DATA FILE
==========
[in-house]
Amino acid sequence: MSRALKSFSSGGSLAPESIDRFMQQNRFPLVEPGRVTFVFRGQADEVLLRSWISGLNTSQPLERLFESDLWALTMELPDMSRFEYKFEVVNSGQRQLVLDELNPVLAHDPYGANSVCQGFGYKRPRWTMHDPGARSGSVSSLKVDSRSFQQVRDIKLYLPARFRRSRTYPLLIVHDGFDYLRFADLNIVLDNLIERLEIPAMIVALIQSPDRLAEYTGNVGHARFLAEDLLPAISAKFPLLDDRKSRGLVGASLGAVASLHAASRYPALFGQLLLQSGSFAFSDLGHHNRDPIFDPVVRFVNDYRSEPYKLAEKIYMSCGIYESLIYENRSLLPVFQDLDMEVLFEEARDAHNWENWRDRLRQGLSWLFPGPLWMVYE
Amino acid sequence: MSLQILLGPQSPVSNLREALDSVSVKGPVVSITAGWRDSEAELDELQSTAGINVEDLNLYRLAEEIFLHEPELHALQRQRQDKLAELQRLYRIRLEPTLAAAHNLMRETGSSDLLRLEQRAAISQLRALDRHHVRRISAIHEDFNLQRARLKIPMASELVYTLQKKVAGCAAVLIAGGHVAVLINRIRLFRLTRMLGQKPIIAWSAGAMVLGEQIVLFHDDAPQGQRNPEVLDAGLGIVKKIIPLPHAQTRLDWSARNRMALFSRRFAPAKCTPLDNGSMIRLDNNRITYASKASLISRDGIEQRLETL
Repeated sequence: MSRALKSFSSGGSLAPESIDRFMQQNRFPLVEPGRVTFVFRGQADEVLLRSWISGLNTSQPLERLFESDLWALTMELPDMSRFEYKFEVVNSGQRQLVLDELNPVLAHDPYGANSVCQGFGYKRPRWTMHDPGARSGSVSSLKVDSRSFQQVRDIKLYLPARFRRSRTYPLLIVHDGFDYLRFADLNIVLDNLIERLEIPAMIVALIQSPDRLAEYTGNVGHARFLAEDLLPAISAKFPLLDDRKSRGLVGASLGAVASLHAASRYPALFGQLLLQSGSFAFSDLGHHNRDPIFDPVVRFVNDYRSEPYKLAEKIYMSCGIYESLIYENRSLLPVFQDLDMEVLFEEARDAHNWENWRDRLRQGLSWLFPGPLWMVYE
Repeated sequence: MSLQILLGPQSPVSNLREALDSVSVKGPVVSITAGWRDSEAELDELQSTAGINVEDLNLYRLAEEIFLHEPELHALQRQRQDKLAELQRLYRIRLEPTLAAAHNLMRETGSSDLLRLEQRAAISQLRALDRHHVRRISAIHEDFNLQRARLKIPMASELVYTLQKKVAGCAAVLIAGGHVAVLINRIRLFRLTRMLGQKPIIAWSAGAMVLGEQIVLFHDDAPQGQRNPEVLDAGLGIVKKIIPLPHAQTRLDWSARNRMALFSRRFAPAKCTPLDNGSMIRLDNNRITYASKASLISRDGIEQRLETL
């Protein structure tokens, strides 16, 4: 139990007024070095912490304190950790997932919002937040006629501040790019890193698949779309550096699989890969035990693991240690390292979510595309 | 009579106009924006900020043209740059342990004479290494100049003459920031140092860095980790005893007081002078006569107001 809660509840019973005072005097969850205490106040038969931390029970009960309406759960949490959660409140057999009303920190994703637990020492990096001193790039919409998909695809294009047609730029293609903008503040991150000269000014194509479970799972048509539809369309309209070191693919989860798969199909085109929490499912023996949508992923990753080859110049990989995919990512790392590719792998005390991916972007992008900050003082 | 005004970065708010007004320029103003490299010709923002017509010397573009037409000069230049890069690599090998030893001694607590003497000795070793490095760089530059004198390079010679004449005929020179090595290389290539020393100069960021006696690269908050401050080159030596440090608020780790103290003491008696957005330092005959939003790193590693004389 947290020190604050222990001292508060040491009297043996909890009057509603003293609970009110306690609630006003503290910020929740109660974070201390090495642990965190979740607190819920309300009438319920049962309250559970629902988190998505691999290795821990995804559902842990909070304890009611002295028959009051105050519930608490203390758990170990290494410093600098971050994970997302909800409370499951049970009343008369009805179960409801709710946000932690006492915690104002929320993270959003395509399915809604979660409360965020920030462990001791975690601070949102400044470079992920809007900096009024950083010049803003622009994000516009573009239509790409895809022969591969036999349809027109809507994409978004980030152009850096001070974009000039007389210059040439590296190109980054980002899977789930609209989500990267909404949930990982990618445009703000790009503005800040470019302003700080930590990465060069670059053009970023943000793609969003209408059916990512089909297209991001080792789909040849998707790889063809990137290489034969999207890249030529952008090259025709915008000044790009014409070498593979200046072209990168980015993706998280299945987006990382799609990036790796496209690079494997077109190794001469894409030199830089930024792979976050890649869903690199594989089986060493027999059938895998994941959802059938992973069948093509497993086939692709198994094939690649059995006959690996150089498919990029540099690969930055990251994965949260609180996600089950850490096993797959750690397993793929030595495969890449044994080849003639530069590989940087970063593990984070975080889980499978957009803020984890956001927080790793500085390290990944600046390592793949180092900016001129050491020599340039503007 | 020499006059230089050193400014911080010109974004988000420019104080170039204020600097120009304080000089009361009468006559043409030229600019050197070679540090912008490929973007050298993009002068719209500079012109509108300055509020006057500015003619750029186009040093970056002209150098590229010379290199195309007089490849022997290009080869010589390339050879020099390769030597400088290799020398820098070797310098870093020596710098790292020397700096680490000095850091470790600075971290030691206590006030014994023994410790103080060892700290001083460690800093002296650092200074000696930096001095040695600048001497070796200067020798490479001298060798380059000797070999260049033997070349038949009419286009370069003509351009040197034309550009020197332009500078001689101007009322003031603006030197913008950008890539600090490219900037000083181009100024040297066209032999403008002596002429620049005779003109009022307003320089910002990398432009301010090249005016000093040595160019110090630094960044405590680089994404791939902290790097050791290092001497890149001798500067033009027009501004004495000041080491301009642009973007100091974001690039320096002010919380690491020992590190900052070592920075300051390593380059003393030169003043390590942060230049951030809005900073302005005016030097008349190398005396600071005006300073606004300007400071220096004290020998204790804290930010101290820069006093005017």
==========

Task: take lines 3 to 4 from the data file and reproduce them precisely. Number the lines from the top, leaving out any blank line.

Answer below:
Amino acid sequence: MSLQILLGPQSPVSNLREALDSVSVKGPVVSITAGWRDSEAELDELQSTAGINVEDLNLYRLAEEIFLHEPELHALQRQRQDKLAELQRLYRIRLEPTLAAAHNLMRETGSSDLLRLEQRAAISQLRALDRHHVRRISAIHEDFNLQRARLKIPMASELVYTLQKKVAGCAAVLIAGGHVAVLINRIRLFRLTRMLGQKPIIAWSAGAMVLGEQIVLFHDDAPQGQRNPEVLDAGLGIVKKIIPLPHAQTRLDWSARNRMALFSRRFAPAKCTPLDNGSMIRLDNNRITYASKASLISRDGIEQRLETL
Repeated sequence: MSRALKSFSSGGSLAPESIDRFMQQNRFPLVEPGRVTFVFRGQADEVLLRSWISGLNTSQPLERLFESDLWALTMELPDMSRFEYKFEVVNSGQRQLVLDELNPVLAHDPYGANSVCQGFGYKRPRWTMHDPGARSGSVSSLKVDSRSFQQVRDIKLYLPARFRRSRTYPLLIVHDGFDYLRFADLNIVLDNLIERLEIPAMIVALIQSPDRLAEYTGNVGHARFLAEDLLPAISAKFPLLDDRKSRGLVGASLGAVASLHAASRYPALFGQLLLQSGSFAFSDLGHHNRDPIFDPVVRFVNDYRSEPYKLAEKIYMSCGIYESLIYENRSLLPVFQDLDMEVLFEEARDAHNWENWRDRLRQGLSWLFPGPLWMVYE